I suspect that in another year we’ll all stop talking about OpenAccess (OA) like it is something special and treat it the way it should be, that it is just another database. Having said that, I know I’m going to get plenty of email about my portrayal of OA from colleagues and others but that is the way I see it.
Let’s not fool ourselves, today OA is a big deal because it truly is a different way that will allow designs and design information to be portable between applications from the same or different vendors without the need import and export data that loses intelligence in the translation. It is as simple as that to the users.
The motivation behind all of this is to have an “open” standard for IC design information and to get it adopted within the EDA industry. These goals are defined by the OpenAccess Coalition* which seeks to provide its partners with technology and support that will:
Provide tight integration and incremental design flows using design tools and data from multiple sources
- Ease integration of internally developed tools with those from EDA suppliers
- Provide more cost effective technology transfer of university research into the design flow
- Simplify technology sharing for collaborative development between business partners for design tools and design data
It is intended for industry-wide interoperability where OA will permit companies to create flows utilizing design tools from different EDA vendors to best suit their individual and custom needs. Cadence, along with others, is moving forward with OA. Some have announced their intent to support and use it, while there are plenty more poised to do the same. I foresee that in the next twelve to eighteen months we’ll see more EDA companies accessing design data and provide interoperability via OA. I think a bit of history will help put some of this into perspective.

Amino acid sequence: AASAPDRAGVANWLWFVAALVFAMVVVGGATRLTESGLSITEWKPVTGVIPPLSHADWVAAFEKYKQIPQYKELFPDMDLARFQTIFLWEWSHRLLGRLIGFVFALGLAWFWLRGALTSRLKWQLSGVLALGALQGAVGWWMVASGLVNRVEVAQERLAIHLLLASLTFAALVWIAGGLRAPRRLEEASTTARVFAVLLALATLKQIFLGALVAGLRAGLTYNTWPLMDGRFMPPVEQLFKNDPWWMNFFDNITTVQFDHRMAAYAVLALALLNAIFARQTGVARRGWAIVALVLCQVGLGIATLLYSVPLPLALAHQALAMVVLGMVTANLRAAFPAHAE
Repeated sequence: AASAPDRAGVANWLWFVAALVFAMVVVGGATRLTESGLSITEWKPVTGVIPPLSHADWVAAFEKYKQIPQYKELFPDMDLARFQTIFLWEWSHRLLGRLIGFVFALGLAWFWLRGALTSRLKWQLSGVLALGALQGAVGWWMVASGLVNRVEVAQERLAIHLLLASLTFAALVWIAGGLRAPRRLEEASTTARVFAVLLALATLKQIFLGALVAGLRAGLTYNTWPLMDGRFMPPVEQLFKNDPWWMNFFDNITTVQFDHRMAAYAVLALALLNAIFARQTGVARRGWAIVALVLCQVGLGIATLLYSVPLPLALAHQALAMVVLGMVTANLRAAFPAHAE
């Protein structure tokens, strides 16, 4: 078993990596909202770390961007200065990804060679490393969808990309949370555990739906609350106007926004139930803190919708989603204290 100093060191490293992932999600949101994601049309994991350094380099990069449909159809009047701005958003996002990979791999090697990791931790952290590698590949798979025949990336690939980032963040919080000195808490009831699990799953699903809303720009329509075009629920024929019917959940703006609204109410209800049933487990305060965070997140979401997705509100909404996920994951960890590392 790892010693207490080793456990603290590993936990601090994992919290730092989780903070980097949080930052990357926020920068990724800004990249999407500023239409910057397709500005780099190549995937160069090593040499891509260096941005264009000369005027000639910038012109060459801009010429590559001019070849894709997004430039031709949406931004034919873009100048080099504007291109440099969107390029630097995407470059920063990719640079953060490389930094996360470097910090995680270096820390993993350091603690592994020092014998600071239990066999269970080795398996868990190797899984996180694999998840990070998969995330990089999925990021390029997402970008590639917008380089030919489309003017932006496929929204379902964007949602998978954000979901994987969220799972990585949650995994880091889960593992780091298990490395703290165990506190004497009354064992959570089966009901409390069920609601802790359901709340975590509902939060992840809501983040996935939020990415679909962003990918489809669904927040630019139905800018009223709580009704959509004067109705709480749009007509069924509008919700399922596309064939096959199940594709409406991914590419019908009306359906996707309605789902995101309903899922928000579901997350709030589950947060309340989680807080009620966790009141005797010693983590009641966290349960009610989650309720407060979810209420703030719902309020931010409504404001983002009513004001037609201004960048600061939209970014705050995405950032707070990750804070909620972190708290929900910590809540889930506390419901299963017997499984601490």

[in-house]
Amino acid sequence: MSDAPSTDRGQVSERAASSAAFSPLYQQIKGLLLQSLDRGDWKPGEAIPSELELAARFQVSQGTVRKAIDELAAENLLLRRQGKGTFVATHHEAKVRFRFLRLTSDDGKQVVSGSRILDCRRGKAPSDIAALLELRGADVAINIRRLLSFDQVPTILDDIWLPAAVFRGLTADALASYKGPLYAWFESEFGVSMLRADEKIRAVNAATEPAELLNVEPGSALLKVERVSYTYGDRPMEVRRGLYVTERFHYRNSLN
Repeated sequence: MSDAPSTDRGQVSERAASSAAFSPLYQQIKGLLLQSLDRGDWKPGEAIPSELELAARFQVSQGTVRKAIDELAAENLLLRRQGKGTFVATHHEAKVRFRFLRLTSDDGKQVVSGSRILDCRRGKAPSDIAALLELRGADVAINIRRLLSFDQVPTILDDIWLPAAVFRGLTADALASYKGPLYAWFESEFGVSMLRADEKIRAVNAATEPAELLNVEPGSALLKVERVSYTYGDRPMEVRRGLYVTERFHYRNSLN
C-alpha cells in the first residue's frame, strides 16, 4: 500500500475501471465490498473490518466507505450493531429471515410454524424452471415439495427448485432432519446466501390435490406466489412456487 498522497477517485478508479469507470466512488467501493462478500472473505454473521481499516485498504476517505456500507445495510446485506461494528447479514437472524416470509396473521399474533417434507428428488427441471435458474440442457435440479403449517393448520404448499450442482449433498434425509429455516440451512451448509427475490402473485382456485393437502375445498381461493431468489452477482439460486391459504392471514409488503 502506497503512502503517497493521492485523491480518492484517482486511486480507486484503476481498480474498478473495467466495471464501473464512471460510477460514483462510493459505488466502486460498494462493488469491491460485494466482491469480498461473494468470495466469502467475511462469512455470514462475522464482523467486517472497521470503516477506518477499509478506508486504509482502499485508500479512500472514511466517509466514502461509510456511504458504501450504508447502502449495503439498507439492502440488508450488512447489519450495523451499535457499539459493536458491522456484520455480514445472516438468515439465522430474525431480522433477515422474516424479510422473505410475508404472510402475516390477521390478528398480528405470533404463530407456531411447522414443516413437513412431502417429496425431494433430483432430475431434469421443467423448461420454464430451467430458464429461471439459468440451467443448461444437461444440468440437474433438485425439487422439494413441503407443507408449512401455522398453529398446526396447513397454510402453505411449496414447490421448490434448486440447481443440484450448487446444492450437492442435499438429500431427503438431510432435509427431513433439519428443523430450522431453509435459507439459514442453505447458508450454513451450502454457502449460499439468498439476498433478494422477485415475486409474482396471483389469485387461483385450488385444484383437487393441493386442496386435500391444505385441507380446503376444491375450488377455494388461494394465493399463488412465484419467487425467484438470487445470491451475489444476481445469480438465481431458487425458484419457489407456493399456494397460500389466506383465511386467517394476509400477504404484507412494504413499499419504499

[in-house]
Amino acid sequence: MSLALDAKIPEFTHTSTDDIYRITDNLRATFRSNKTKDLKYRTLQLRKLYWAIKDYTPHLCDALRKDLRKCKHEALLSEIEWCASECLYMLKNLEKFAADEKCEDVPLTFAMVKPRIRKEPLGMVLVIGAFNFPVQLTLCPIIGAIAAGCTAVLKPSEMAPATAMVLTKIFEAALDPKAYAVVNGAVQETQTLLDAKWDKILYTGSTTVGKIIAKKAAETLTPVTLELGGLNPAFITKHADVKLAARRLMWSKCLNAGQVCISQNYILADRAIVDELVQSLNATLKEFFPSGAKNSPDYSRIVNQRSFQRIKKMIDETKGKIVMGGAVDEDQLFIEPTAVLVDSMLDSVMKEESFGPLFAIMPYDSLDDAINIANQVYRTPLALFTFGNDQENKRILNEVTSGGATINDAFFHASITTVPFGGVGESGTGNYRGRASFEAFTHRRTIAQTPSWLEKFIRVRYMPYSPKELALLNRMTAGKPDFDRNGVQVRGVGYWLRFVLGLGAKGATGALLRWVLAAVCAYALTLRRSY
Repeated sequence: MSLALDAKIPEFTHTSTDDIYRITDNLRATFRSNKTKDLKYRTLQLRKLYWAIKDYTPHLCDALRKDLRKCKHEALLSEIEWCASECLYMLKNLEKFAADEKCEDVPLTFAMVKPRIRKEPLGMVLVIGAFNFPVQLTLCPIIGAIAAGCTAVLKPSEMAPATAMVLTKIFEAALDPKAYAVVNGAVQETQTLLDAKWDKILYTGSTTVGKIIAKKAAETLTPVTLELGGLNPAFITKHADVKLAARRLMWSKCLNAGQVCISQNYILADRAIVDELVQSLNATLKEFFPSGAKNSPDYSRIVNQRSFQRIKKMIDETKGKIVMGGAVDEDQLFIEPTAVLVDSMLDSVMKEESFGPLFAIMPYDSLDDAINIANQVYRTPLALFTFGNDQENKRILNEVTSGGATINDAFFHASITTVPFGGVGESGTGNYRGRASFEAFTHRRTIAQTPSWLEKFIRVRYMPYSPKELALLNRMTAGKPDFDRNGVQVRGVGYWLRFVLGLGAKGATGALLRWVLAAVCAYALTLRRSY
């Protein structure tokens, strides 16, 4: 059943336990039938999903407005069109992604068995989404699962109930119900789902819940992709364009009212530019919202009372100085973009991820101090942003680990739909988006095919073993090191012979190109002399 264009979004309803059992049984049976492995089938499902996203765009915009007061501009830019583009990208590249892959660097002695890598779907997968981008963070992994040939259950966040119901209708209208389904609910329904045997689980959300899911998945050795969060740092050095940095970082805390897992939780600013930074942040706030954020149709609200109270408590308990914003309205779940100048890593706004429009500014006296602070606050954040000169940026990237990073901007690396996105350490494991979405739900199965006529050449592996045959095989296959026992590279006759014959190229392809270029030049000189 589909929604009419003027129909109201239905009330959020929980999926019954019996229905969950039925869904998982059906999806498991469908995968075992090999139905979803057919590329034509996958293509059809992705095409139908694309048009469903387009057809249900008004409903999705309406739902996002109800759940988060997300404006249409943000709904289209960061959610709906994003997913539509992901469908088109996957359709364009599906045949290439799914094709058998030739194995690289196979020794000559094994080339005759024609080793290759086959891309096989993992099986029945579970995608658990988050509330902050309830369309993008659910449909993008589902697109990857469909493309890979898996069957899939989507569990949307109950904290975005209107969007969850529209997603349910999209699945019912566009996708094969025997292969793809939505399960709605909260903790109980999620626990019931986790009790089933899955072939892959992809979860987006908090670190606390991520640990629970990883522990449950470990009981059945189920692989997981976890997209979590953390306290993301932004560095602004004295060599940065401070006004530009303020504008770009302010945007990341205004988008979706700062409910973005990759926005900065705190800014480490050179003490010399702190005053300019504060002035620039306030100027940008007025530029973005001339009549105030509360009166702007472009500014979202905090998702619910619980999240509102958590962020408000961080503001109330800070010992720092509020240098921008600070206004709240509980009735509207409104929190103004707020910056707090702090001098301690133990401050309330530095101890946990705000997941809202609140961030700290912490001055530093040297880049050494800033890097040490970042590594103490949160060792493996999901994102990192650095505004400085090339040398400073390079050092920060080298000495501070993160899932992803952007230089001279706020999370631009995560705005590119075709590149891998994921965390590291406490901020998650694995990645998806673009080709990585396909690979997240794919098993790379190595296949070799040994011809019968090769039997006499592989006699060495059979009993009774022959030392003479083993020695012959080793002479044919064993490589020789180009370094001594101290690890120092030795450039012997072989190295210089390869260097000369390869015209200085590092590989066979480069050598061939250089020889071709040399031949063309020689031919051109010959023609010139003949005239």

As reported in 2002 by my colleague here at Cadence, Richard Goering, OA Version 1 database code was released to the coalition in February 2002 by Cadence. It was originally known as the Cadence Genesis code which was intended for digital designs. Later in June of 2002 Version 2 was released and it now had support for analog and mixed-signal designs along with technical features to facilitate support by developers. OA was now fully in the public domain courtesy of Cadence. At that time there was only two other members of the OpenAccess Coalition. The OpenAccess Coalition has come a long way since then.
One last thought before I wrap-up. There have been some recently noted comments saying that OA is only good enough for custom IC design but not digital. How can this be?
Didn’t I just get finished saying that it is “truly is a different way that will allow designs and design information to be portable between applications”. And didn’t I quote the OA Coalition in saying that this would, "Provide tight integration and incremental design flows using design tools and data from multiple sources". We, Cadence that is, took “multiple sources” to mean from different tools addressing differing design domains.
I beg to disagree with those making this claim. OA is a design database for representing information regardless of the design type. Our digital tools prove it. Encounter reads OA and writes OA. Virtuoso reads OA and writes OA. Virtuoso exchanges information with Encounter via OA. OA carries both the analog and digital design information.
Back to my premise which is OA is big news now, and Cadence along with others will talk it up but it will fade into the background and simply be the database of design going forward. I like to think that it will allow you to “Create, collaborate, and just build it.”.
*Bulleted items are taken directly from the OpenAccess Coalition website found at www.si2.org.